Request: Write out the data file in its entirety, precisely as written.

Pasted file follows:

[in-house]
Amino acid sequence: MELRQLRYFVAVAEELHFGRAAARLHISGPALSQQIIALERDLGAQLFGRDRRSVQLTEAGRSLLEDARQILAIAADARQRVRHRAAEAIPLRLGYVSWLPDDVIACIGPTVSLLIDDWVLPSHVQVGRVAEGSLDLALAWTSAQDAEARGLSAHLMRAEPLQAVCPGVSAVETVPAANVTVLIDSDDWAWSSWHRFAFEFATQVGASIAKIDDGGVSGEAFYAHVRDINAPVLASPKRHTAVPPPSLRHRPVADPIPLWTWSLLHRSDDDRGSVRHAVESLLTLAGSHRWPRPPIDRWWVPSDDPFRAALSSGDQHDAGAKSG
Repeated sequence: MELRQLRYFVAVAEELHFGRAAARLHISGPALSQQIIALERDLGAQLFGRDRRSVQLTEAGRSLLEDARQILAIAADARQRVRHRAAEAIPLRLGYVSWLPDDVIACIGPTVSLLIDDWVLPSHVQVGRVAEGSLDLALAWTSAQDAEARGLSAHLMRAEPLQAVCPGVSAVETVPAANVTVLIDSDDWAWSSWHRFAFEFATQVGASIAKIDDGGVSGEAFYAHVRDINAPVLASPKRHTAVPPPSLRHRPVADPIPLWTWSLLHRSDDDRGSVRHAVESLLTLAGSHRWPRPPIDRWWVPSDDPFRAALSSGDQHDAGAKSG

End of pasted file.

[in-house]
Amino acid sequence: MELRQLRYFVAVAEELHFGRAAARLHISGPALSQQIIALERDLGAQLFGRDRRSVQLTEAGRSLLEDARQILAIAADARQRVRHRAAEAIPLRLGYVSWLPDDVIACIGPTVSLLIDDWVLPSHVQVGRVAEGSLDLALAWTSAQDAEARGLSAHLMRAEPLQAVCPGVSAVETVPAANVTVLIDSDDWAWSSWHRFAFEFATQVGASIAKIDDGGVSGEAFYAHVRDINAPVLASPKRHTAVPPPSLRHRPVADPIPLWTWSLLHRSDDDRGSVRHAVESLLTLAGSHRWPRPPIDRWWVPSDDPFRAALSSGDQHDAGAKSG
Repeated sequence: MELRQLRYFVAVAEELHFGRAAARLHISGPALSQQIIALERDLGAQLFGRDRRSVQLTEAGRSLLEDARQILAIAADARQRVRHRAAEAIPLRLGYVSWLPDDVIACIGPTVSLLIDDWVLPSHVQVGRVAEGSLDLALAWTSAQDAEARGLSAHLMRAEPLQAVCPGVSAVETVPAANVTVLIDSDDWAWSSWHRFAFEFATQVGASIAKIDDGGVSGEAFYAHVRDINAPVLASPKRHTAVPPPSLRHRPVADPIPLWTWSLLHRSDDDRGSVRHAVESLLTLAGSHRWPRPPIDRWWVPSDDPFRAALSSGDQHDAGAKSG